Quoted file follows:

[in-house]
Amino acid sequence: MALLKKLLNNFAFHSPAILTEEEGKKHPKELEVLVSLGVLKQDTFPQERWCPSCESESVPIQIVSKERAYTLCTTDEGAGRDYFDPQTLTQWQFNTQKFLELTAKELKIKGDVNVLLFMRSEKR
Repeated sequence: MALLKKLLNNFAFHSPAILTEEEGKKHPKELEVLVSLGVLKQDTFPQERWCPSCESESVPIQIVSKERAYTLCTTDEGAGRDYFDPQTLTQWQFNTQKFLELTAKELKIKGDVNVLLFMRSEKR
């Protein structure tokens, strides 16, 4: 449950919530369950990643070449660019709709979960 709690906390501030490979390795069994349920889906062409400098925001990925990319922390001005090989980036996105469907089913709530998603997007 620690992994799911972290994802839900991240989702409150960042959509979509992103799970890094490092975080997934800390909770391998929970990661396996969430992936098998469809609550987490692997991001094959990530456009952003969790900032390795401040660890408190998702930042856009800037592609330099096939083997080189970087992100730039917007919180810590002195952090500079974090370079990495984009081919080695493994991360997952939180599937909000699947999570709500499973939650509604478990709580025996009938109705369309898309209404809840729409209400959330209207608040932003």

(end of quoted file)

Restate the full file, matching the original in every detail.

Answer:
[in-house]
Amino acid sequence: MALLKKLLNNFAFHSPAILTEEEGKKHPKELEVLVSLGVLKQDTFPQERWCPSCESESVPIQIVSKERAYTLCTTDEGAGRDYFDPQTLTQWQFNTQKFLELTAKELKIKGDVNVLLFMRSEKR
Repeated sequence: MALLKKLLNNFAFHSPAILTEEEGKKHPKELEVLVSLGVLKQDTFPQERWCPSCESESVPIQIVSKERAYTLCTTDEGAGRDYFDPQTLTQWQFNTQKFLELTAKELKIKGDVNVLLFMRSEKR
């Protein structure tokens, strides 16, 4: 449950919530369950990643070449660019709709979960 709690906390501030490979390795069994349920889906062409400098925001990925990319922390001005090989980036996105469907089913709530998603997007 620690992994799911972290994802839900991240989702409150960042959509979509992103799970890094490092975080997934800390909770391998929970990661396996969430992936098998469809609550987490692997991001094959990530456009952003969790900032390795401040660890408190998702930042856009800037592609330099096939083997080189970087992100730039917007919180810590002195952090500079974090370079990495984009081919080695493994991360997952939180599937909000699947999570709500499973939650509604478990709580025996009938109705369309898309209404809840729409209400959330209207608040932003």